SWOT Analysis for Wesfarmers

Strength

  • Debt is well covered by earnings and cashflows.

  • Dividends are covered by earnings and cash flows.

Weakness

  • Earnings declined over the past year.

  • Dividend is low compared to the top 25% of dividend payers in the Multiline Retail market.

Opportunity

  • Annual earnings are forecast to grow for the next 3 years.

  • Current share price is below our estimate of fair value.

Threat

  • Annual earnings are forecast to grow slower than the Australian market.

Moving On:

Whilst important, the DCF calculation ideally won't be the sole piece of analysis you scrutinize for a company. The DCF model is not a perfect stock valuation tool. Instead the best use for a DCF model is to test certain assumptions and theories to see if they would lead to the company being undervalued or overvalued. If a company grows at a different rate, or if its cost of equity or risk free rate changes sharply, the output can look very different. For Wesfarmers, there are three further factors you should explore:

  1. Risks: To that end, you should be aware of the 2 warning signs we've spotted with Wesfarmers .

  2. Future Earnings: How does WES's growth rate compare to its peers and the wider market? Dig deeper into the analyst consensus number for the upcoming years by interacting with our free analyst growth expectation chart.

  3. Other High Quality Alternatives: Do you like a good all-rounder? Explore our interactive list of high quality stocks to get an idea of what else is out there you may be missing!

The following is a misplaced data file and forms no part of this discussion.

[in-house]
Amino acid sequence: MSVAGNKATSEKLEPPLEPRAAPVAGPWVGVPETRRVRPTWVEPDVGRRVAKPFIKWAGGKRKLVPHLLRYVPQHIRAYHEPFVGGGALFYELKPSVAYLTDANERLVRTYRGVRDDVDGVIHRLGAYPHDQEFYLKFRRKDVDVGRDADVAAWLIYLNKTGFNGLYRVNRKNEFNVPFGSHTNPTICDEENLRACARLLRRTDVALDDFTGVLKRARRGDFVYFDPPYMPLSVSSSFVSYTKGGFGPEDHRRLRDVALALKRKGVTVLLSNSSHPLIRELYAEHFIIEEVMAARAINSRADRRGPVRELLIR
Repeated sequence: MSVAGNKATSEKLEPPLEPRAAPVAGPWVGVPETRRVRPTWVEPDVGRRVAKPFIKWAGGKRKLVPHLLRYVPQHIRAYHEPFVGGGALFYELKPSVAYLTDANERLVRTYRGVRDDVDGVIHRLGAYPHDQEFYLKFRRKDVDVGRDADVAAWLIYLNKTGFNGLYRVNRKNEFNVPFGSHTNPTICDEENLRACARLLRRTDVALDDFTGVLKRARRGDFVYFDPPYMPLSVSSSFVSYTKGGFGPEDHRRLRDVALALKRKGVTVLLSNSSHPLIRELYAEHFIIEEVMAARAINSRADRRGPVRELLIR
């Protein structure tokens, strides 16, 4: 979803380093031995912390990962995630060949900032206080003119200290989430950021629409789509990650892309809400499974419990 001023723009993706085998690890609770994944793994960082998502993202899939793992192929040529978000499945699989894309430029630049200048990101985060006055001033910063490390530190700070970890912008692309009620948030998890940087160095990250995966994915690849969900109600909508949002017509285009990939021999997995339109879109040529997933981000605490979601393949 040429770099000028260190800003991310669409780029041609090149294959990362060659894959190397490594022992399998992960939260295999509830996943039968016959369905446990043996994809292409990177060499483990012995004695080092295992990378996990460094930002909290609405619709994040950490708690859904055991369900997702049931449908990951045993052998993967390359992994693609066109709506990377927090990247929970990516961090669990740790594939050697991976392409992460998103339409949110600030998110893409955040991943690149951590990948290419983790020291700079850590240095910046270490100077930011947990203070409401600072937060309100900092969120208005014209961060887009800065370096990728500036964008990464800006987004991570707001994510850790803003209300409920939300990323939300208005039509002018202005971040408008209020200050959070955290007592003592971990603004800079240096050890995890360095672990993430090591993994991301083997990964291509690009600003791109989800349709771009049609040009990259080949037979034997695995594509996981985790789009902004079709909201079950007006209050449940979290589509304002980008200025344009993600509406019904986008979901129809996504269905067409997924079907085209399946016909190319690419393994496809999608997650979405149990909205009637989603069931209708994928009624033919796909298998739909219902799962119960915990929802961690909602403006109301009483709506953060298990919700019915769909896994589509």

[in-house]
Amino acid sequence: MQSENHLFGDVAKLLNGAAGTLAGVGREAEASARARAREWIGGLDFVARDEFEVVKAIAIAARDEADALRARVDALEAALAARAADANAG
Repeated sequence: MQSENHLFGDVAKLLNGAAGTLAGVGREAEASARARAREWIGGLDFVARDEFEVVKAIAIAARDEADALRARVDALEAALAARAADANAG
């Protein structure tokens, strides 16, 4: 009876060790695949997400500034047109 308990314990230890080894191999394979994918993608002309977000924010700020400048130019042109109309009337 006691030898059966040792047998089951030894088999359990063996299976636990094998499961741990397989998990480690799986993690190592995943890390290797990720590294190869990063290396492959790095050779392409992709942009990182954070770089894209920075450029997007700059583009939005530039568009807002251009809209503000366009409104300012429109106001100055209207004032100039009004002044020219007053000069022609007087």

PS. The Simply Wall St app conducts a discounted cash flow valuation for every stock on the ASX every day. If you want to find the calculation for other stocks just search here.

Have feedback on this article? Concerned about the content? Get in touch with us directly. Alternatively, email editorial-team (at) simplywallst.com.

This article by Simply Wall St is general in nature. We provide commentary based on historical data and analyst forecasts only using an unbiased methodology and our articles are not intended to be financial advice. It does not constitute a recommendation to buy or sell any stock, and does not take account of your objectives, or your financial situation. We aim to bring you long-term focused analysis driven by fundamental data. Note that our analysis may not factor in the latest price-sensitive company announcements or qualitative material. Simply Wall St has no position in any stocks mentioned.